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The red border of Time magazine will frame Pope Francis as its 2013 Person of the Year, the magazine announced Wednesday morning. By the judgment of Time's editorial staff, the pope -- elected earlier this year after a surprise resignation by predecessor Pope Benedict XVI -- was the most influential global newsmaker of the past 12 months. Earlier this week, Time narrowed the finalists down to 10, then five. Pope Francis ultimately won out over NSA leaker Edward Snowden, Syrian President Bashar al-Assad, Texas senator Ted Cruz and gay rights activist Edith Windsor.

"[W]hat makes this Pope so important is the speed with which he has captured the imaginations of millions who had given up on hoping for the church at all," Howard Chua-Eoan and Elizabeth Dias write in the cover story. "In a matter of months, Francis has elevated the healing mission of the church."

The magazine first released such a cover in 1927 under the name "Man of the Year," and conferred the title on Charles Lindbergh for his solo transatlantic flight. Since then, the annual covers have featured global peacemakers, U.S. presidents, tech billionaires, dictators and more amorphous concepts, such as "the protester" and "the endangered Earth." The editors' intention is not to praise the figures selected but to acknowledge their influence in shaping the news and history of the outgoing year. (Hence the selection of Adolf Hitler for the cover in 1938.)

Francis, of course, has made lots of news in 2013. After Benedict announced his resignation in February -- the first pope to do so in 600 years -- the Catholic Church elected Cardinal Jorge Mario Bergoglio of Argentina, ending the long line of European popes. Since then, Pope Francis has shaped the global conversation on religion by showing an openness to homosexuality and women's leadership within the church, as well as by placing an emphasis on reforming the Vatican's finances while addressing inequality and poverty around the world.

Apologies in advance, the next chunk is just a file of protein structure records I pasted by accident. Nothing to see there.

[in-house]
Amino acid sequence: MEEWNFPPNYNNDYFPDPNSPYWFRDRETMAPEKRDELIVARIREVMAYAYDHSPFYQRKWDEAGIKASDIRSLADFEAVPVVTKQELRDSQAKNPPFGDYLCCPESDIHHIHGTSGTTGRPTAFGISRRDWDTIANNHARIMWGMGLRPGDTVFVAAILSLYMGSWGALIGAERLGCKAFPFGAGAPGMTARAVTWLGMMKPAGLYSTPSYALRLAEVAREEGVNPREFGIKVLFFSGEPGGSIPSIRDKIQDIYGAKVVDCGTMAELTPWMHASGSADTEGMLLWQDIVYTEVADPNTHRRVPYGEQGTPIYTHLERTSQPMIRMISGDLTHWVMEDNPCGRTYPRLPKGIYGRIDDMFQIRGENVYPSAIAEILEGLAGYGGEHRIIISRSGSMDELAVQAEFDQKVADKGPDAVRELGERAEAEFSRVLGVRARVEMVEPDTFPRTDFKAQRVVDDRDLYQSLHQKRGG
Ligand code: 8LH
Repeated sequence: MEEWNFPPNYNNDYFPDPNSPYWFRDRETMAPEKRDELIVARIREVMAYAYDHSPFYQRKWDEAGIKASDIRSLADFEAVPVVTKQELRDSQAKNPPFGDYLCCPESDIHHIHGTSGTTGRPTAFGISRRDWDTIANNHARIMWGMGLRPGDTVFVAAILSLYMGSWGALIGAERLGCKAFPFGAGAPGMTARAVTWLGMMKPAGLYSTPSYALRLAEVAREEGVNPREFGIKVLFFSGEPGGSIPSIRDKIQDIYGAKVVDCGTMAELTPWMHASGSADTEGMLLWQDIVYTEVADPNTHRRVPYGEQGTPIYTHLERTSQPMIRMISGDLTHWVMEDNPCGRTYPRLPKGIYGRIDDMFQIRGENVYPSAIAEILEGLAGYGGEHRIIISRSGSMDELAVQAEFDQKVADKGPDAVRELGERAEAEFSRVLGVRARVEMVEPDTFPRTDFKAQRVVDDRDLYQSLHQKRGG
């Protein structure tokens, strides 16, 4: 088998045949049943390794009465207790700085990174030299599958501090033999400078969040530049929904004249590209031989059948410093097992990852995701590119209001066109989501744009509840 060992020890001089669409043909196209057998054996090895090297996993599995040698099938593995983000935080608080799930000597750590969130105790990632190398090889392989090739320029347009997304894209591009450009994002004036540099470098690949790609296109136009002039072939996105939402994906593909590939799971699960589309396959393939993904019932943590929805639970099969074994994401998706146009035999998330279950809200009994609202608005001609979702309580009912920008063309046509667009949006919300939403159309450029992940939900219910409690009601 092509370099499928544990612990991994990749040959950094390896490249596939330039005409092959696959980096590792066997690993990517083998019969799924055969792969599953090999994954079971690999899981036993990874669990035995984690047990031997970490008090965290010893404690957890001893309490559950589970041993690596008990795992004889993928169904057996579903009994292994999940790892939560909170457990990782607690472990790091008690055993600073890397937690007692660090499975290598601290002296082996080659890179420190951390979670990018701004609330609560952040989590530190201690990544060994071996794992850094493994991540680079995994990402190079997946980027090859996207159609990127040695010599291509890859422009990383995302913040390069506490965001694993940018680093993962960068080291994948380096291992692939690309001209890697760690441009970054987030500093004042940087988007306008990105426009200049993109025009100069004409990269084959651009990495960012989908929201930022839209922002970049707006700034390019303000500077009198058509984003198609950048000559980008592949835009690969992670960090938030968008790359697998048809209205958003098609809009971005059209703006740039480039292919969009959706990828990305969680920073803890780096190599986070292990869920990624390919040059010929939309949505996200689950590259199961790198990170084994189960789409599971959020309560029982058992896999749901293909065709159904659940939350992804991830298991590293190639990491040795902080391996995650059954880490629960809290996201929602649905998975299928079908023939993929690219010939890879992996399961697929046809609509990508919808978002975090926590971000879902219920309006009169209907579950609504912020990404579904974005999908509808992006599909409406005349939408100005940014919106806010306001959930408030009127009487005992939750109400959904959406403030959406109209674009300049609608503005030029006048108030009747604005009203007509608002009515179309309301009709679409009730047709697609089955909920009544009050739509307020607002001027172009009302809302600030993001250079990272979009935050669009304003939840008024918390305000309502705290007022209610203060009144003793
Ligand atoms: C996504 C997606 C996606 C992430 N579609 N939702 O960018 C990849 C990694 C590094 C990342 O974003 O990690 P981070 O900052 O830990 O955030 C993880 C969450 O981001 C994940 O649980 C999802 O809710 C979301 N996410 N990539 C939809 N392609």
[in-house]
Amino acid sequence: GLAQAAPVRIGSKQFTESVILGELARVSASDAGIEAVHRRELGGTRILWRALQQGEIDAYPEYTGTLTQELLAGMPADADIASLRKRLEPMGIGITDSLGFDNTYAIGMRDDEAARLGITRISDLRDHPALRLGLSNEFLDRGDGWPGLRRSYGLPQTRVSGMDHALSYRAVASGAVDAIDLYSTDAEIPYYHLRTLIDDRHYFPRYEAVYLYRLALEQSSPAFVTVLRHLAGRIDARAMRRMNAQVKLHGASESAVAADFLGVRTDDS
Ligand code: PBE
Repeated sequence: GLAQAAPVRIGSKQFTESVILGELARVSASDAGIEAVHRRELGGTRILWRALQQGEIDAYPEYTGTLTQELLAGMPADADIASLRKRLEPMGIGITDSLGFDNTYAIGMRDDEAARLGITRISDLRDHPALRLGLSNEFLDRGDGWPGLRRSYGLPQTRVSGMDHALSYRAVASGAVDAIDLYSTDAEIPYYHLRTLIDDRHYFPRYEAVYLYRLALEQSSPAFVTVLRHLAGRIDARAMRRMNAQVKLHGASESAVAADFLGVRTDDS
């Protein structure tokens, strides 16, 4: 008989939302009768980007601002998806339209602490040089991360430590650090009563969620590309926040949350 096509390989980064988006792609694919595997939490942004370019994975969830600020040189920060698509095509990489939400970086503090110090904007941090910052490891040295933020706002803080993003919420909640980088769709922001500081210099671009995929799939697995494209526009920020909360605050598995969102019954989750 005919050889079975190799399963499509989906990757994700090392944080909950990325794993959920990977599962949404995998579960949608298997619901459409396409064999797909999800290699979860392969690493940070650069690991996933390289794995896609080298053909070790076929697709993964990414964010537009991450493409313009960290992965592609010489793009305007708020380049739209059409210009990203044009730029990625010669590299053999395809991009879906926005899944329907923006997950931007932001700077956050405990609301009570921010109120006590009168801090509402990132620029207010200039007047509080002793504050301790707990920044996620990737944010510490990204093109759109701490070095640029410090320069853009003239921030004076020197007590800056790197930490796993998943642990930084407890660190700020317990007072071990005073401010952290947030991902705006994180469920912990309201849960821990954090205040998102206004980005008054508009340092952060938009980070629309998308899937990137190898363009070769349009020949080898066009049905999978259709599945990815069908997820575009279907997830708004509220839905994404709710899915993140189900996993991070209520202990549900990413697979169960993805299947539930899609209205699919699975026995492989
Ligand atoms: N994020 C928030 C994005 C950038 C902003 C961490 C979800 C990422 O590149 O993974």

This makes him the third pope to appear as Time's Person of the Year. Pope John Paul II made the cover in 1994, and Pope John XXIII was chosen in 1962. His public acts of humility, from washing the feet of criminals to embracing a disfigured man, have gone viral online and have quickly reshaped many believers', as well as non-believers', view of the Catholic Church.

A new Washington Post-ABC News poll found that 92 percent of Catholics and 62 percent of non-Catholics view Francis favorably -- a significant jump in popularity over his predecessor and the highest favorability rating the Catholic Church has seen in a decade.


While he didn't advance to the top five, President Obama made the shortlist of 10 finalists. He has already been featured on Time's Person of the Year cover in 2008 and 2012. The shortlist also featured Kathleen Sebelius, the secretary of Health and Human Services who has been taking blame for the botched rollout of the site, as well as performer Miley Cyrus.

You can see all 10 of this year's finalists here: